With the new White House Visitor Center opening up, we want to remind you of the ways you can visit "The People's House" from Washington, D.C. or from the comfort of your home.

  • Our border has been and remains more secure than it has been in decades. Earlier this year, we saw an influx of Central American migrants including unaccompanied children and adults with children in one isolated area of our border, the Rio Grande Valley in Texas but the Administration took decisive action and the situation is improving.

    The President and his Administration responded with an aggressive, coordinated Federal response focused on stepped up deterrence, enhanced enforcement, stronger foreign cooperation, and greater capacity for affected Federal agencies to ensure that our border remained secure. As a result, and as Secretary Jeh Johnson reported last week, the number of Central American migrants trying to illegally cross the Southwest border continues to decline including unaccompanied children and families.

    This is good news. We are not declaring victory, and we aren’t going to take our foot off the gas; U.S. Customs and Border Protection (CBP) remains prepared. We will remain vigilant and continue to aggressively work to deter future increases and address the influx on both sides of the border with our Central American partners.

  • Ed. note: This is cross-posted on the U.S. General Services Administration's blog. See the original post here.

    PIF logo

    We recently welcomed the newest group of Presidential Innovation Fellows into the federal government. This diverse group represents some of the nation’s most talented and creative civic-minded innovators.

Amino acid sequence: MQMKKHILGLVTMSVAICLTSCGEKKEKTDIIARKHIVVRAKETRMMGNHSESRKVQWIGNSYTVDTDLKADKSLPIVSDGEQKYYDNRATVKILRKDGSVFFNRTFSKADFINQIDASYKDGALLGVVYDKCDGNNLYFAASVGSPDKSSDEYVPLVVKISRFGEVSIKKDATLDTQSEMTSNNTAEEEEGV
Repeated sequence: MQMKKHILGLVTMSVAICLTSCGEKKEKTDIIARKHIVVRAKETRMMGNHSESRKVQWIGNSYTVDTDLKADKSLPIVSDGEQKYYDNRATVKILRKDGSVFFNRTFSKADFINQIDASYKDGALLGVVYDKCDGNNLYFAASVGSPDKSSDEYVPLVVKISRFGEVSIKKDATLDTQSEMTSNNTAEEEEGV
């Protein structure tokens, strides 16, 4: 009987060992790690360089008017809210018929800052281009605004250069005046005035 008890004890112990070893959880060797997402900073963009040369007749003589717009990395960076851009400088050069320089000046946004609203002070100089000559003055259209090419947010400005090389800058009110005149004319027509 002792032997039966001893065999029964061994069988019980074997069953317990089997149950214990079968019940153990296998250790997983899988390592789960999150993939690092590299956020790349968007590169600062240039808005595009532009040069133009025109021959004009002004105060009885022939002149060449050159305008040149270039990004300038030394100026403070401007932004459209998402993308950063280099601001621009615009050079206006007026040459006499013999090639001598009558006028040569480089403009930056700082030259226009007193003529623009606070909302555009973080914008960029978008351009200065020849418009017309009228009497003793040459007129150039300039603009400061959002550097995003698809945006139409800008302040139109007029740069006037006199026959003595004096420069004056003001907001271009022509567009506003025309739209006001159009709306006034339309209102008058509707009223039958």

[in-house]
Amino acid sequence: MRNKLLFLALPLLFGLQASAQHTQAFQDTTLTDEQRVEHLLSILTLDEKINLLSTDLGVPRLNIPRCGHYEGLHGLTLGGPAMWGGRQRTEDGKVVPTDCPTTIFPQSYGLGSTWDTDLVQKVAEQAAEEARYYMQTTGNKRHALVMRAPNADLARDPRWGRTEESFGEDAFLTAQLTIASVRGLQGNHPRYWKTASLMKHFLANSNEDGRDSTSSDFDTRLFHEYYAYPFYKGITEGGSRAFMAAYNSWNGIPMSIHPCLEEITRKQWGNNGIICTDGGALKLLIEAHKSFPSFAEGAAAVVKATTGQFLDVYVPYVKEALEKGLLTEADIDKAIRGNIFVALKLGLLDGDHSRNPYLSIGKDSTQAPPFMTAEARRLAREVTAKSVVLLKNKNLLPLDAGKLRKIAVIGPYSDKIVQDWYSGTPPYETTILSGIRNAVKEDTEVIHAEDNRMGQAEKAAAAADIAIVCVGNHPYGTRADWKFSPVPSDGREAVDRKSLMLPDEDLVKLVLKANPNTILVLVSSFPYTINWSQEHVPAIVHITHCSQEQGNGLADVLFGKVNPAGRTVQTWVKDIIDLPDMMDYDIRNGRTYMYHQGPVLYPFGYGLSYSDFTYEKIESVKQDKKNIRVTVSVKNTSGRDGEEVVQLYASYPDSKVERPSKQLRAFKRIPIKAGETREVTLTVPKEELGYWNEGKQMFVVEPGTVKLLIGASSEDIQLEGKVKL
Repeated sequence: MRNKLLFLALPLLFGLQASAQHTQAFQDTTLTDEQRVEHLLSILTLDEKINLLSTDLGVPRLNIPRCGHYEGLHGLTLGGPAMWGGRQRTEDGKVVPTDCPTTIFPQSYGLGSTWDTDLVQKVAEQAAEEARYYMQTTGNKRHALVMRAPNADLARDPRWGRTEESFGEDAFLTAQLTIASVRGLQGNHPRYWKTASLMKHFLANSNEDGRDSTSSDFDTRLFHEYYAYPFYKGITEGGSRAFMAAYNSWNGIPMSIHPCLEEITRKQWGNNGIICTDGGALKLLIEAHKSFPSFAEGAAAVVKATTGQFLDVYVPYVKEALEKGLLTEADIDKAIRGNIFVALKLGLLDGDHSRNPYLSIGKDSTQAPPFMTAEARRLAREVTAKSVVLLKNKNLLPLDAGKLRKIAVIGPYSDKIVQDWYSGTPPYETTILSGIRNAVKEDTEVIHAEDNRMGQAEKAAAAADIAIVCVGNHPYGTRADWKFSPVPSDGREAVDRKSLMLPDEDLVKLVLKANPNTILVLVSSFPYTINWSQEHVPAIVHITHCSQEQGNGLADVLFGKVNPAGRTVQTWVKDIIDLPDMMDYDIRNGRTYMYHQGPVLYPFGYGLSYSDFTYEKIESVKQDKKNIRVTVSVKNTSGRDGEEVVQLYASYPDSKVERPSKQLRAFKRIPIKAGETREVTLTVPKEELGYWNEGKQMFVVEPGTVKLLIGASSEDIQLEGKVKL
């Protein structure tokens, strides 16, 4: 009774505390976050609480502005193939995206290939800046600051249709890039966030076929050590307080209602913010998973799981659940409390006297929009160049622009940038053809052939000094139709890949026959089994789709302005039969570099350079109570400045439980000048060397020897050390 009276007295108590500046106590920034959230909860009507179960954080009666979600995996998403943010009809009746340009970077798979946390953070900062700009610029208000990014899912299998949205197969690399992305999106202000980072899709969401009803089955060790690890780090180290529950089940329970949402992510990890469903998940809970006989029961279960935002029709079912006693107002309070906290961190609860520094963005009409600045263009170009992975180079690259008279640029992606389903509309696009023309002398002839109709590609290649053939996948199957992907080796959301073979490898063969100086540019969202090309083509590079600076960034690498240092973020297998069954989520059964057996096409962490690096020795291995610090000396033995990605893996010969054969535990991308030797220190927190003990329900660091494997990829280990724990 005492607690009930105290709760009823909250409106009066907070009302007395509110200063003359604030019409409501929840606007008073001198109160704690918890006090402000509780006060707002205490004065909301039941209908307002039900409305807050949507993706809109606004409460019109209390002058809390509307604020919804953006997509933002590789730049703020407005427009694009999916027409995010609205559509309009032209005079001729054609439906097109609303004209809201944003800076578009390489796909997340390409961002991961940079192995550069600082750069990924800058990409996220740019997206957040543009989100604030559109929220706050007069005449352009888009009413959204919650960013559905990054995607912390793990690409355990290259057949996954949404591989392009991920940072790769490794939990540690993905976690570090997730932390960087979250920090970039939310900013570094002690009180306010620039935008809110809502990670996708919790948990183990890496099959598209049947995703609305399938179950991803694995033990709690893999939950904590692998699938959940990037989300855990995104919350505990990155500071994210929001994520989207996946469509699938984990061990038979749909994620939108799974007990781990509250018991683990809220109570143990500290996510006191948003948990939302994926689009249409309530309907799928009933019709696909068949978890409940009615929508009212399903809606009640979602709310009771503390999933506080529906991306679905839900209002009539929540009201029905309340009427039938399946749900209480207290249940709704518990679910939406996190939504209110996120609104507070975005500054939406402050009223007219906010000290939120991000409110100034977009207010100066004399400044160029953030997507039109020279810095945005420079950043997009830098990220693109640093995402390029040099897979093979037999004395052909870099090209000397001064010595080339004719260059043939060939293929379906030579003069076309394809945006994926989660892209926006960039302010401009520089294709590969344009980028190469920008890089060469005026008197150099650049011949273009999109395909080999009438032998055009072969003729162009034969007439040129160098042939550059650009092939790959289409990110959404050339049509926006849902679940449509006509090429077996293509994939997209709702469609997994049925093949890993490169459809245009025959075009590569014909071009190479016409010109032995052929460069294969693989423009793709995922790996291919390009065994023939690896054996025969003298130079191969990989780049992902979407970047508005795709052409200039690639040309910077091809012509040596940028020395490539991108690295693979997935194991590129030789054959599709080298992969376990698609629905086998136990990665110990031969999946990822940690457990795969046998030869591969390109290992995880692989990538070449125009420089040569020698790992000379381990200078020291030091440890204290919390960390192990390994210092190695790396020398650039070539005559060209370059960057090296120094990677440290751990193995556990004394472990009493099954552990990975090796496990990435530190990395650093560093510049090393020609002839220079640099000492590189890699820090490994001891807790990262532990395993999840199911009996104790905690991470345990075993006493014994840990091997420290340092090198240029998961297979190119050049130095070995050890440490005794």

More than 1,000 candidates applied to serve the country in this unique capacity. From this pool of amazing and incredibly motivated applicants, we selected almost 30 designers, developers, entrepreneurs, and executives to bring their unique skills into government.

    You can learn more about this inspiring group of Fellows here.

  • This afternoon at the White House, President Obama will award the Medal of Honor to Army Command Sergeant Major Bennie G. Adkins and Army Specialist Four Donald P. Sloat for their actions in Vietnam.

    Most Americans know that the Medal of Honor is the highest military award that a member of the U.S. armed forces can receive -- but what goes into the actual award ceremony at the White House?

    In June, we went behind the scenes as the President presented the Medal of Honor to Cpl. William "Kyle" Carpenter, a retired United States Marine, for his actions during combat operations in Afghanistan.

    Take a look here -- and pass it on:

    Watch on YouTube

  • Six years ago today, Wall Street was rocked by a financial crisis that culminated in the bankruptcy filing of Lehman Brothers, the largest in U.S. history. The financial crisis resulted in the longest and deepest recession the American economy had experienced in 60 years. While more work remains to continue digging out of the deep hole that was left by the crisis, this week offers a chance to reflect on the significant progress that has been made since then in strengthening the economy and reforming the financial sector.

    To understand how far we have come, it is important to remember the dark days that marked the beginning of the financial crisis. In the span of a few weeks in 2008, many of our nation's largest financial institutions failed or were acquired to avoid insolvency. Capital markets froze, and the availability of credit for mortgages, student, auto, and small business loans was drastically reduced. The recession ultimately eliminated nearly 9 million jobs, threatened the American auto industry, and shrank the economy by hundreds of billions of dollars. The crisis was the result of many factors, including an overvalued housing market, predatory lending practices, thinly capitalized financial institutions that took big risks, and a regulatory system that was outdated and unequipped to meet modern challenges.